Permit #:  1710-1
Trip Leader name:  Bill Gee

Trip date:  28 October 2017
Trip purpose:  Annual bat census
Areas of Cave visited:  CarrollPassage
Trip participants:  Bill Gee – Rita Worden – Dave Seidel – BJ Seidel – Daniel Wehrly – Keenan Dillard
Entry Time:  9:25am
Exit Time:  7:15pm
The trip report:  Biology Project Trip Report

Date of trip – 28 October 2016

Participants – Bill Gee (trip leader)
Dave Seidel
BJ Seidel
Rita Worden
Daniel Wehrly
Keenan Dillard

Time in – 9:25am
Time out – 7:15pm

Areas visited – Carroll Passage to the Mountain Room

I drove down Friday afternoon and camped at the schoolhouse.  I was there early enough that I walked up the hill before dinner to hang the rope and download the rain gauge data logger.

Saturday morning we all met at the silo.  Everyone was there by shortly after 9:00am.  Rita was first down the shaft at 9:25am.  Everyone was in the cave by 9:45.

There were at least two dead ringneck snakes at the bottom of the ladder.  When we got back, Rita found a live one and put it in a flask to carry out.

I downloaded the two data loggers at the ladder.  We then went down Carroll Passage to the Rimstone Room. I downloaded the logger in Carroll River before we went through the Water Barrier.

After the Water Barrier we stopped at the first riffle to count and measure isopods.  The water level in the riffle was very low which might partly account for the small number of isopods we saw.

We left the riffle a few minutes after 11:00am and proceeded to the guano piles.  I made voice notes about the state of each guano gauge.  After I photographed each gauge, they were cleaned off and reset for the next year.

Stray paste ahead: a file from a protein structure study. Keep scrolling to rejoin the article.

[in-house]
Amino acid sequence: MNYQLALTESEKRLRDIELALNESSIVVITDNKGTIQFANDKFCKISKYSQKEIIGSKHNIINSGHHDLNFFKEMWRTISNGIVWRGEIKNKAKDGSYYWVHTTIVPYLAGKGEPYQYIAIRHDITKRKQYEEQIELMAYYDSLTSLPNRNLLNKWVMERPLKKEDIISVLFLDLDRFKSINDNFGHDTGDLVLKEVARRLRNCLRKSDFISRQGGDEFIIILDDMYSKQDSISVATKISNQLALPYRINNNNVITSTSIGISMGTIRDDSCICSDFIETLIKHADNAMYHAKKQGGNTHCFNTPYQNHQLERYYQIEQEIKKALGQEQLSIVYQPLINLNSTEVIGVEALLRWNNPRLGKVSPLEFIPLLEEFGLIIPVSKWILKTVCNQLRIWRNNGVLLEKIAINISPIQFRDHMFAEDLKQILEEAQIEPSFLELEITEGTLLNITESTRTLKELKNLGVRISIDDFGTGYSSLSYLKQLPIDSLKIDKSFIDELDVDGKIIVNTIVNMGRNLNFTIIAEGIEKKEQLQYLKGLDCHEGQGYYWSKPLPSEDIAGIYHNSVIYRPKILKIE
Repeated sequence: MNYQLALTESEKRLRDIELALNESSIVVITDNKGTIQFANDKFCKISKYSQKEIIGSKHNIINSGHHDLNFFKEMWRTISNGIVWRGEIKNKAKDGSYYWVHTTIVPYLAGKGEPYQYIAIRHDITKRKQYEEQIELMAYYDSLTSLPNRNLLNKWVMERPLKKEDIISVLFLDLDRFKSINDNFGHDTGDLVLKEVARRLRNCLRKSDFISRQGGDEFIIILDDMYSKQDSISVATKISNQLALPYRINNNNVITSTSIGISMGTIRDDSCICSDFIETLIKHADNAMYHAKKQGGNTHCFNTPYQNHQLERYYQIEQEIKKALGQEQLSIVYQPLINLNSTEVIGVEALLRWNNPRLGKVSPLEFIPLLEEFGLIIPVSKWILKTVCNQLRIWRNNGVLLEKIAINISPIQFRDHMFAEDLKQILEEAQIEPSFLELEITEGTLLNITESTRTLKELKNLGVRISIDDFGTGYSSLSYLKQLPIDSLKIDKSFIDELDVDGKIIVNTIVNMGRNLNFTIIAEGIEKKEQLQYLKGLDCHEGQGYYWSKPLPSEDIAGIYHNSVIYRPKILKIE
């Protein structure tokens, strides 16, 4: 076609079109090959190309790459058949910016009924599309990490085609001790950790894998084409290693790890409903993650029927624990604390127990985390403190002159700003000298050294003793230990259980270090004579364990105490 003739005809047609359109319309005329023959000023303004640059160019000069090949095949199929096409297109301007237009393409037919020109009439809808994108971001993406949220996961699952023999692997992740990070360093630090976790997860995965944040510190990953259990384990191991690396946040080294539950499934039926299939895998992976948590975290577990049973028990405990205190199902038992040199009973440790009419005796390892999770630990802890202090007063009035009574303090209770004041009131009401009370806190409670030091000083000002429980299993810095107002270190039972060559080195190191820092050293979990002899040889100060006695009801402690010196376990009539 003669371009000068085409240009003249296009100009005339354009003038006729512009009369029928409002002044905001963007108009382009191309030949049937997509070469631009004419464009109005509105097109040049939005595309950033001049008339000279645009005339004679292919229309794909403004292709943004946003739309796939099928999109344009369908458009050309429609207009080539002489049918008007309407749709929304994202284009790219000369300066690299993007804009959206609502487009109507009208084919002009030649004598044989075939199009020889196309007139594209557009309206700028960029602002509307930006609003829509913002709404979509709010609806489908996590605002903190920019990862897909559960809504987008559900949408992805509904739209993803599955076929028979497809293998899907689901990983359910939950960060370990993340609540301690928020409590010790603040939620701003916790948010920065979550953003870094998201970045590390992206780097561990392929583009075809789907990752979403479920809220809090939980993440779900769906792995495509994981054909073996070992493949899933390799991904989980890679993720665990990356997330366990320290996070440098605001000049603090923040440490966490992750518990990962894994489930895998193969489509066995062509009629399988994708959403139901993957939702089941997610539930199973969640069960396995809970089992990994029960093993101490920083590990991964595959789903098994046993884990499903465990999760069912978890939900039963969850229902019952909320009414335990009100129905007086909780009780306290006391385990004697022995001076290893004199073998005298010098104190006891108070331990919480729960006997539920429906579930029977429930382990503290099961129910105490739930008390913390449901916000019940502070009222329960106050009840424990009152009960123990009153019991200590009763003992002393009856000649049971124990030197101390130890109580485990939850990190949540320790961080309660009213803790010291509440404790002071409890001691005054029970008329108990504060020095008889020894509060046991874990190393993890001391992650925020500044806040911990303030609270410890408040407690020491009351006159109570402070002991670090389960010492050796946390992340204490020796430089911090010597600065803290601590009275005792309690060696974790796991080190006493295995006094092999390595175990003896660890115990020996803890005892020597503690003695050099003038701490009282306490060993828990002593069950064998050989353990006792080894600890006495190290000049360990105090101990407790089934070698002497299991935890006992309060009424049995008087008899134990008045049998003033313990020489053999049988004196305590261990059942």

We arrived at the Lunch Room about 12:15pm.  Everyone had a snack break.  We started the actual bat survey about 12:30pm.

We saw lots of fresh sand deposits along the stream all the way from the entrance ladder to the Mountain Room.  There were no footprints.  Reviewing data from the stream level loggers shows there was a major flood in late April and early May.  The highest flood since then raised Carroll River by less than a foot.  The sand deposits are probably from the May flood.

The bat count proceeded smoothly.  We saw very few bats except for three areas with grey bat clusters.  One was the place we always see them, just upstream from the 500 foot marker.

We arrived at the Mountain Room at 3:00pm.  Two and a half hours is a pretty fast pace for doing the bat survey.  It helped that the stream bed had some fresh gravel deposits.  We had a bit less boot-sucking mud to deal with.

We hauled a rescue cache with us to the Mountain Room.  While waiting for my lunch to reconstitute, I placed the cache next to the bolt cutter that we left there some years ago.  The bolt cutter appears to be fine.  There was no obvious rust or corrosion on it.

After eating I documented and photographed the guano gauges in the Mountain Room.  None of them have seen significant use.  There are heavy guano piles way up on the wall above gauge 33 where we cannot reach.

One thing we noticed in the Mountain Room was how slippery the surface was.  Up to about 4 or 5 feet above the water level the surface looked dry but was in fact very slick.  It apparently had not yet completely drained out from the May flood.